In response to the UAE's announcement of the 'Blue Residency' program, residents who are passionate environmental advocates are feeling a profound sense of ownership and excitement for what lies ahead.

The 10-year visa offers an exceptional opportunity for individuals who dedicate themselves to sustainability and environmental stewardship.

Khaleej Times spoke to UAE residents who have been environmental advocates and have contributed to sustainable methods in numerous ways, while calling UAE their home.

Hazem Qawasmeh, a Jordanian expat and senior advisor at the Secretary General's Office of the Environment Agency, shared his enthusiasm for the Blue Residency visa. "Obtaining a 'Blue Residency' visa would be a significant personal achievement. It would not only recognise my efforts in environmental protection, but also reinforce my commitment to sustainability."

Hazem believes that the visa would enable him to continue contributing to Abu Dhabi's environmental goals. He would also be part of the emirate's journey towards net zero by 2050. He sees the 'Blue Residency' visa as a powerful symbol of the UAE's dedication to sustainability, which also recognises individuals who drive environmental progress.

"This recognition would mean a lot to me, as it reflects the value of my work and the impact it has had on the community and the environment," he told Khaleej Times.

The newly launched residency scheme is part of initiatives to mark 2024 as the year of sustainability. The sustainability drive was extended into 2024 after green themes dominated last year — when the country invited residents to join in collective efforts to adopt sustainable practices.

Zoltan Rendes, is a Hungarian environmentalist who considers himself a citizen of the planet. He has lived in various countries, including the UAE, where he has been involved in environmental work for 12 years. Zoltan's career took a detour when he worked as a crisis correspondent, witnessing wars and disasters around the world. This experience led him to work with aid organisations and develop a deep concern for the world.

"I am thrilled about the Blue Residency initiative and would be honoured to be the first to apply. It presents an excellent opportunity to further my environmental advocacy and make a positive impact on a global scale," he told Khaleej Times.

Zoltan emphasised the importance of communities and individuals in addressing climate change, saying, "We all have a role to play in healing the planet. Small steps and gradual changes can make a significant difference."

The Dubai resident actively engages in advocacy work and collaborates with organisations like the UN Global Compact. He serves as a European Union Climate Ambassador and uses his platform to educate and inspire people about climate change.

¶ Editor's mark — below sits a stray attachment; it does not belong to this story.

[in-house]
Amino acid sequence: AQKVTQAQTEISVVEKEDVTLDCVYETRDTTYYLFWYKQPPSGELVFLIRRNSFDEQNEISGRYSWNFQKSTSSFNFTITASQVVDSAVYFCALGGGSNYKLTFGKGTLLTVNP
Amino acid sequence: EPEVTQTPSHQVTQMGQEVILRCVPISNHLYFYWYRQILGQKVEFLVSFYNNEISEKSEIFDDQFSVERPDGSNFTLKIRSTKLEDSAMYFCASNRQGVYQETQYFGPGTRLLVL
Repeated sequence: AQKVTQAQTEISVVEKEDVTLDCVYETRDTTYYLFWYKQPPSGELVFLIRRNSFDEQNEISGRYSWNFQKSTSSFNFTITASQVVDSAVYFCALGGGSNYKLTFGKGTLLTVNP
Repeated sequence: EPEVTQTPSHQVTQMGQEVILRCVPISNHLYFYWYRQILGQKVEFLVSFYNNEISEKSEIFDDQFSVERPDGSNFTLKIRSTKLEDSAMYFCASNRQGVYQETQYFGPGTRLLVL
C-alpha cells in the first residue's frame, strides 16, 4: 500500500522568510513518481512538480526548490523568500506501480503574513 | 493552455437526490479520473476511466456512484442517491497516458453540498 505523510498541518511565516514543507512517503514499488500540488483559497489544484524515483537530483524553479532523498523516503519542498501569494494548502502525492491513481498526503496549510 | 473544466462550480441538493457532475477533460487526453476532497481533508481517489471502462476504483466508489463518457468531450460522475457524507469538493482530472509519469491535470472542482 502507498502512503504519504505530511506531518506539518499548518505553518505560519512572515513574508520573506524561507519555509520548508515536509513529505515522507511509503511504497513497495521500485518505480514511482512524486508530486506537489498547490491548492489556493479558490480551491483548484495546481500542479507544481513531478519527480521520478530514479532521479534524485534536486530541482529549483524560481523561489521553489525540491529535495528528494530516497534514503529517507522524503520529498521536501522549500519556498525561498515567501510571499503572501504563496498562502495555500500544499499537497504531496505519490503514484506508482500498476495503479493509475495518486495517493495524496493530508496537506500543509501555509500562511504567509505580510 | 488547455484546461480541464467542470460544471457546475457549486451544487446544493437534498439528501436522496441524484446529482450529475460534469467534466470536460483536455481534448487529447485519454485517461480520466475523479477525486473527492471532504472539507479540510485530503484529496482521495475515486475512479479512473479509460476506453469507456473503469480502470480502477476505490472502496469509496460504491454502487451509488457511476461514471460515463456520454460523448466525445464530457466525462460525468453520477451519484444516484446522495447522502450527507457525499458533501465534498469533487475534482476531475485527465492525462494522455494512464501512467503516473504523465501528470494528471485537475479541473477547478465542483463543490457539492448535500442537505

Excited about the Blue Residency program, as it aligns with his passion for environmental protection, Zoltan believes that humanity will be healthier and happier if we take care of the Earth. "I see climate change as an opportunity to create a better world — a world where we have a more symbiotic relationship with the planet we call home."

Youshey Zakiuddin is a Dubai resident who has lived in the UAE for 13 years. Along with his work in sustainability, Youshey recently released a children's book titled, 'Summer Vacation Surprise'. The book takes the subject of climate change to children's minds in a fun way, teaching them the lesson of helping, through a story about a family thrown into an unexpected adventure when the weather goes wild.

"When I heard the news, I realised that the UAE prioritises sustainability for the environment, not just talking about it, but actually doing it. Attracting talents and rewarding individuals for doing positive things will eventually benefit the country," he said.

In addition to adult residents, younger environmentalists like Joseph Manoj Chittilappilly, a 15-year-old member of Emirates Environmental Group, expressed his joy upon hearing the announcement.

"This country has always been my home; it welcomed me. I think this visa acknowledges my efforts, and that means the world to me," said Joseph. Since the age of 11, Joseph has actively engaged in recycling campaigns and participated in talk shows to encourage recycling among his peers.

Joseph emphasised the importance of global coordination in addressing environmental challenges. He envisions the next 10 years as a period of continued dedication to making the world cleaner, safer, and more collaborative.

The news regarding the new visa also appealed to families who embrace environmentally friendly practices and instil them in their children. These families actively engage in various environmental initiatives, such as recycling drives, awareness campaigns, and clean-up initiatives, often collaborating with like-minded individuals and organizations.

"We've always been deeply committed to environmental protection. We feel immensely fortunate and blessed to be residents of the UAE, which has sustainability so intricately woven into its ethos and provides a multitude of avenues to give back to the planet," shared Iram Rizvi, an Indian expat residing in Dubai.

Iram hasn't stopped there, but has also incorporated these methods into the lives of her 17- and 13-year-old children. Mishal and Mir Faraz have received recognition for their environmental initiatives, including the UK-based Diana Award 2020 and the Global Good Canon Young Champion of the Year Award 2021.

Mishal, a 17-year-old student, shared her family's commitment. "Sustainability is a way of life for us. It is a part of our identities and will be for the rest of our lives." Her 13-year-old brother Mir, chipped in by saying: "We are grateful that our efforts to nurture and protect our beautiful planet have been recognised by the place we call home."

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